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The availability of digital media such as satellite and mobile phones, the digital television and most importantly the internet, as a means for communication makes Internet Marketing (IM) very different from the Conventional Marketing. McDonald and Wilson (1999) elaborately highlighted the key difference between traditional media and new media. With particular emphasises on IM the authors proposed what they call ‘The 6 Is of e-marketing mix’. The authors posit that the relevance of the 6 Is are twofold – (i) they draw emphasis on the practical aspects of IM such as direct response and personalization and (ii) provide an understanding of strategic issues such as restructuring of the industry and the changes in the integrated channel communications.
The 6 Is of e-marketing mix’
In the case of traditional media the marketing message is predominately broadcasted from a company to its target audience, thereby implying the existence of a ‘push factor’. This process of communication provides little scope for interaction with the customers. However, on the Internet, contact is initiated by the customer who, in most cases, is seeking information, implying the existence of a ‘pull factor’ (Deighton, 1996).
Figure 1.13 pg28
The internet renders itself as a cost effective means of conducting market research. The internet is an especially useful tool in gathering information about customer perceptions about the product/ service.
Individualism (Fig 1.14) pg 30
As illustrated in the diagram above, new media forms allow marketing communications to be tailored to the individual that the message is meant for, unlike in the case of traditional media wherein communication is mass media and the same message is disseminated to its audiences. (Lasswell 1984, Katz and Lazarsfeld 1955)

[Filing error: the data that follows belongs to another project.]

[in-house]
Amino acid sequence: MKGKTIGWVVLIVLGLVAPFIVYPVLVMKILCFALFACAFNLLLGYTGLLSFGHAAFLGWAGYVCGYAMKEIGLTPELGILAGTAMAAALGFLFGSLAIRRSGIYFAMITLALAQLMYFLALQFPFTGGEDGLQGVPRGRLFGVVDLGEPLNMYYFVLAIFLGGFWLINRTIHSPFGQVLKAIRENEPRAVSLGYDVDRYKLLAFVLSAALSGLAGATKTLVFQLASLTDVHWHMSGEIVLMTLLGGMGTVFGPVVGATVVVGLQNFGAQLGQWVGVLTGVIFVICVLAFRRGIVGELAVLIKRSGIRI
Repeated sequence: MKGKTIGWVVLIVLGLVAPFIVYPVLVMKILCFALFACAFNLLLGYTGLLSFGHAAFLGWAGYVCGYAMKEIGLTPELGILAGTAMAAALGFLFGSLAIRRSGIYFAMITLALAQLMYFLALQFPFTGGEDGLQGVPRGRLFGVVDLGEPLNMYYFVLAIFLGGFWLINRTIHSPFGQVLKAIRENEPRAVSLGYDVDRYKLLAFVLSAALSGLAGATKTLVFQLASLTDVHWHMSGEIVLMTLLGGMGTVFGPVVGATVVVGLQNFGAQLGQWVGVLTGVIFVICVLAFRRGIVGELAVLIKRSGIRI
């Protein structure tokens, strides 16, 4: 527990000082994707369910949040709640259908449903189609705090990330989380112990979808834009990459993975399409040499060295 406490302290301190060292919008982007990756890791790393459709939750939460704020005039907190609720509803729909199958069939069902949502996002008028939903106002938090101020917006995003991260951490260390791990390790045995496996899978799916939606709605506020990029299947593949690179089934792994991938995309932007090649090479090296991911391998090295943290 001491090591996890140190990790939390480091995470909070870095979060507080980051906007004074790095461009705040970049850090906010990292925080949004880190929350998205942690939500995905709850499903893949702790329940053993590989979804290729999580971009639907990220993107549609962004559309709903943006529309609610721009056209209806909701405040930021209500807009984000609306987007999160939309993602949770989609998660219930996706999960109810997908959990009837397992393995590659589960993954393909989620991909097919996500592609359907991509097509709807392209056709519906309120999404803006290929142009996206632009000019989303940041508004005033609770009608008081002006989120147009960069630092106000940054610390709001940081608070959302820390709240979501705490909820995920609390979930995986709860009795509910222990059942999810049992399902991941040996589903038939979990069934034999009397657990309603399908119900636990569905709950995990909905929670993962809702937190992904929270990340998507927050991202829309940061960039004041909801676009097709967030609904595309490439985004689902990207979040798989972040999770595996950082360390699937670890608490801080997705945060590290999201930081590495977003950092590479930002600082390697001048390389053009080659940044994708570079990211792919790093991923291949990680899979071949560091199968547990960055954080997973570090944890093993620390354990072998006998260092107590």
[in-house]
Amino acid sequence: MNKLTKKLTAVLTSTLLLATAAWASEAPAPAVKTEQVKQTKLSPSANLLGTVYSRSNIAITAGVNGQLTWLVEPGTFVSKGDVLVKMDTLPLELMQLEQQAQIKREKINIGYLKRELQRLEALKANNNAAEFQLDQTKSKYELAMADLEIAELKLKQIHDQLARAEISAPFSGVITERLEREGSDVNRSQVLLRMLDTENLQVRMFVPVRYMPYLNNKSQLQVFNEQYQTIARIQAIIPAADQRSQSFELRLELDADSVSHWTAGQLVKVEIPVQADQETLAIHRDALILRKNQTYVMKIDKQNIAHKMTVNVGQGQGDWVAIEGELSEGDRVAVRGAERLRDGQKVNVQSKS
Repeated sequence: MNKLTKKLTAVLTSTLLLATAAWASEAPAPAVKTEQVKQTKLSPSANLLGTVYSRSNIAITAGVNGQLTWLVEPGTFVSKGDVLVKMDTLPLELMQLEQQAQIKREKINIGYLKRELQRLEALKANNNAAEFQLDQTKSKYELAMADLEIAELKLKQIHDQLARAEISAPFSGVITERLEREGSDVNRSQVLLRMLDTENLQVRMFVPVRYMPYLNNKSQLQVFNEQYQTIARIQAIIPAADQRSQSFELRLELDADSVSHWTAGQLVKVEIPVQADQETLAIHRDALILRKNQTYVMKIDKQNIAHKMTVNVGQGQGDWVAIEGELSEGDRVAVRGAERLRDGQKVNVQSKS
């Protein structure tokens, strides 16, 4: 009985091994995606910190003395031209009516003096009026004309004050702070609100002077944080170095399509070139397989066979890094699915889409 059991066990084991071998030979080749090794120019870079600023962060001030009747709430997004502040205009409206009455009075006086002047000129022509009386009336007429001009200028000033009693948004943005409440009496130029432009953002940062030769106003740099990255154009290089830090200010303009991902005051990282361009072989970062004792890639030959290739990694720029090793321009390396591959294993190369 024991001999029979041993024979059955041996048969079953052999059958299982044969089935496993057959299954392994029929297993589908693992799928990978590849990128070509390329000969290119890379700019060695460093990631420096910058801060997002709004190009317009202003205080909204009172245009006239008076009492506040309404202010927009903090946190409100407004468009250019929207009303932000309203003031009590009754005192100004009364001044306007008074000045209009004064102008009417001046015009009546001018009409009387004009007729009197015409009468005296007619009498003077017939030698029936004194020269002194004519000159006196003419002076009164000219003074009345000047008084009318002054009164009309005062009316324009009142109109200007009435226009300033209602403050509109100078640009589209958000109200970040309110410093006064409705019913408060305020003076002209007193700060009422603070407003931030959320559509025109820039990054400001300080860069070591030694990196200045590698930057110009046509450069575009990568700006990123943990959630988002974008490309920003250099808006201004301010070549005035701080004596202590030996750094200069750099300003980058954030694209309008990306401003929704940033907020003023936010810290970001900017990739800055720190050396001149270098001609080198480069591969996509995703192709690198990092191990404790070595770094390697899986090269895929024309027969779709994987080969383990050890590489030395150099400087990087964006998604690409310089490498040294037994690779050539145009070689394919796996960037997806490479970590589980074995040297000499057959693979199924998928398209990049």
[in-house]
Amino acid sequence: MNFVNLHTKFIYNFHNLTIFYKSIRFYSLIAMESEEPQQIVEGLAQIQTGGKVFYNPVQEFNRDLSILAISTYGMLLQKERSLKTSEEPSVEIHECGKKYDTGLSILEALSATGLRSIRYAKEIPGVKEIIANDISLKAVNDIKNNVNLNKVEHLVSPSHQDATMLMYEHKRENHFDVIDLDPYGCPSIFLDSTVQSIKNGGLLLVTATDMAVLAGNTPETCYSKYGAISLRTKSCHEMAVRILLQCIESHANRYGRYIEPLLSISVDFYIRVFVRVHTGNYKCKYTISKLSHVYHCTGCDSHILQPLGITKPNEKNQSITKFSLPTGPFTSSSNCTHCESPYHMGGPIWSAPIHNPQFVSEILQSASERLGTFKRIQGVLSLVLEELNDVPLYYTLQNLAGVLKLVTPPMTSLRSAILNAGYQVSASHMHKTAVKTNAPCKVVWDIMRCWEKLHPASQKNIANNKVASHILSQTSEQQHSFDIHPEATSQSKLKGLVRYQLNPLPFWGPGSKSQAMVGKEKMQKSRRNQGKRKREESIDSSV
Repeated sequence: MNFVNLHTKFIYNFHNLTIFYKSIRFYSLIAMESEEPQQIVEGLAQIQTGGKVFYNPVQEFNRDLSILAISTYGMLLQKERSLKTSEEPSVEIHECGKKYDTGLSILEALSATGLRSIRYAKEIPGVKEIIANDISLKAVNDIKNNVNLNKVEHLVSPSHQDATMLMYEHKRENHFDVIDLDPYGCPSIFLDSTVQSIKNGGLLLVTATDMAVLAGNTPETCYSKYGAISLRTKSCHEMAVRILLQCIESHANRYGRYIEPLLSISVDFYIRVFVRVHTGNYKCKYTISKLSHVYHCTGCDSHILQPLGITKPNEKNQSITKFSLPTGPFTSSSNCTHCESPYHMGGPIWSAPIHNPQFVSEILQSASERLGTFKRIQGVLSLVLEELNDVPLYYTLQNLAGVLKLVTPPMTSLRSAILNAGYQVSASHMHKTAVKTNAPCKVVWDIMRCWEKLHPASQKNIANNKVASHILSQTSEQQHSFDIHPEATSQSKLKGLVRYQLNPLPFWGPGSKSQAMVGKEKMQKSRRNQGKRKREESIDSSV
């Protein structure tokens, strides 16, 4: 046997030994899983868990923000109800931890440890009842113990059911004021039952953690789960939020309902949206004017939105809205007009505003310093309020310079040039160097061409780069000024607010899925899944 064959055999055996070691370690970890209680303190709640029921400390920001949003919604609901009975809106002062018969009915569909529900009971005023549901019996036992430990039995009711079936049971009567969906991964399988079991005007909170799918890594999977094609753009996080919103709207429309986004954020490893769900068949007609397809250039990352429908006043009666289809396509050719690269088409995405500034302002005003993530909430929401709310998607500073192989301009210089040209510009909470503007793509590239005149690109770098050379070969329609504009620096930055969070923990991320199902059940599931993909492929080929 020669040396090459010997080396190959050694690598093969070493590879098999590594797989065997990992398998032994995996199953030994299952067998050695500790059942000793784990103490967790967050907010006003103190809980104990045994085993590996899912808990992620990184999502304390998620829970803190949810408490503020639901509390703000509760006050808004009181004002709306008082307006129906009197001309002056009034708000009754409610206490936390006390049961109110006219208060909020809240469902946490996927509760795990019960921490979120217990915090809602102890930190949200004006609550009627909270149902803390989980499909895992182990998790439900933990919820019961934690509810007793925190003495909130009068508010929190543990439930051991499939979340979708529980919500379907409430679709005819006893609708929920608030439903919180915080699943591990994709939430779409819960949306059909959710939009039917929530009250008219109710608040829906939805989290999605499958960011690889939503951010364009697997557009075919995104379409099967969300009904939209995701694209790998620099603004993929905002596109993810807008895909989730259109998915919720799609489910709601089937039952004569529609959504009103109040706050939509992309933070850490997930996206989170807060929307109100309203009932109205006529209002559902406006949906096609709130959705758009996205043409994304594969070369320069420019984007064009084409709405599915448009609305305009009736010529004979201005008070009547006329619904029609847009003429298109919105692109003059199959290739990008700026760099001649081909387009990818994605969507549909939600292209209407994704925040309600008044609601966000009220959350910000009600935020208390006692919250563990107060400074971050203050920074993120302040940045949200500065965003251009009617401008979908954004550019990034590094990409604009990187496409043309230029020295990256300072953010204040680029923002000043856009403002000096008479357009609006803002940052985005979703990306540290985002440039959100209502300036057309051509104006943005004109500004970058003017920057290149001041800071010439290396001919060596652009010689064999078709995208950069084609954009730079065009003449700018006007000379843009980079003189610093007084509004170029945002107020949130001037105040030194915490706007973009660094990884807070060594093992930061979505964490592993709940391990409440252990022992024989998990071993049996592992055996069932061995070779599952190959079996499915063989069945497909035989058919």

Further, the inherent feature of ‘personalisation’ that new media forms offer to marketers is an important building block in managing relationships with customers.
Integration (diagram: A New Marketing Paradigm for Electronic Commerce)
The conventional marketing communication model witnesses a fundamental alteration in the presence of a hypermedia Computer-Mediated Environment (CME) like the internet (Hoffman and Novak 1996). The internet enables an increased scope for an integrated marketing communication.
The CME communication model provides a platform for consumers to interact with each other, the medium and the company itself. The most drastic departure from the traditional media is the opportunity for the consumers to generate content onto the medium. Hence, in the CME model the primary relationship is with the receiver and the CME, and not between the sender and the receiver, which is the case in traditional media.( Hoffman, 1996)
The active role of the consumers makes it imperative for marketers to integrate their communication messages.
Concepts such as ‘disintermediation’ and ‘reintermediation’ (Chaffey et al, 2003) are important considerations for companies that operate in a CME.
Disintermediation refers to the process of eliminating conventional intermediaries such as agents and brokers, who previously linked the company to its customers.